These shots are from a herping expedition near Fogg Dam on Friday, with a bunch of Couchsurfers and hosts. ‘Herptile’ is the name given to snakes and amphibians, so going out to catch and release wild herps is informally called ‘herping’.
Darwin’s most active Couchsurfing host and former CS ambassador, Amanda, organised the event and has been catching snakes in this way since she was a kid. The snakes are Arafura File Snakes – very docile aquatic pythons, not inclined to bite and probably not capable of doing so anyway.
Aboriginal people eat these snakes by biting off their heads and cooking them on a fire. Their name comes from their rough skin due to their keeled scales, and they are all-too-easy to catch. We also saw a juvenile green tree frog (common in these parts), a cane toad (meh), and what appears to be a garden orb weaver spider, which we fed by holding torches up to its web to attract bugs. The mosquitos were pretty bad out there. I was covered in Bushman’s 40% DEET repellent and they still bit me - through my jeans no less!
Apparently in the last few weeks there has been a ‘mass migration’ of snakes, fish etc leaving the wetlands for permanent rivers, hence the droppings covering the bridge from hungry, opportunistic birds. Amanda says two weeks ago there were “hundreds” of snakes trying get through the small stream we visited.
I forgot to mention the other day, the ‘weird’ dude from the cohousing community gave me:
This is what I mean when I tell people I’ve done nothing but gain from the people I’ve hosted - both materially and mentally. Lots of guests leave things behind (through forgetting, or because they can’t take it with them on flights, etc) or they can’t buy small enough quantities of food, laundry powder etc for themselves, so they leave the rest for me.
Rarely, though, my Airbnb guests will give me things purely because they want to, rather than because they would go to waste otherwise. For example, most of the items above - the power board was to replace a broken one I had, and the soup because my guest noticed it was Swedish and remembered I will be visiting Sweden in July. Another guest bought me dinner on Friday night simply because I gave her a lift to the local shopping centre.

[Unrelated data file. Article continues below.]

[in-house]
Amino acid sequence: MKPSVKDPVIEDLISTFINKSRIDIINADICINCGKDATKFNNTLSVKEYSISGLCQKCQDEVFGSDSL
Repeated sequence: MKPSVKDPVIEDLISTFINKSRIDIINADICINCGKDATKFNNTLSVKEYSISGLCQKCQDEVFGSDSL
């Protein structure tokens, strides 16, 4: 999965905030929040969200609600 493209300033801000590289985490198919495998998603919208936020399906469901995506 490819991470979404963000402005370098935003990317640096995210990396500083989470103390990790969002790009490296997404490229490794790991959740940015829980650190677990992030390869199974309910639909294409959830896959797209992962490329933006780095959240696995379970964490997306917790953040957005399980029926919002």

I have to admit, before I started hosting people, I too had this perception of tourists as broke, opportunistic thieves and that’s exactly what most people are curious about when I first tell them about Airbnb and Couchsurfing. Yet, I’ve now hosted over 140 people and not one thing has been stolen.
My current guest had some issues with damaged luggage and delayed flights. He wrote to the airline in German, and they sent him some superfluous, template English response that he had trouble making sense of.
But I bet they weren’t expecting me, native English speaker and four-time successful Consumer Affairs complainant, to write a reply for him. If he doesn’t get at least some reimbursement out of that, I’ll be most upset!
Some of my guests this week were a young German & Italian couple. After asking them about language barriers, they revealed that they are fluent in each other’s languages, and that they communicate almost equally in German and Italian. I expected German to be the dominant language, but there you go. They’ve also tried living in each other’s hometowns before deciding where to they’d both like to settle.
I just wanted to mention this here because I thought the effort they’d gone to to appreciate/adopt each other’s language and culture was really cool and unique! It certainly made me smile :)
New earrings from Etsy: http://www.etsy.com/listing/95444032/1-pair2-super-mario-brothers-red
This! Oh my god, this! All my Facebook feed frustrations in a single article!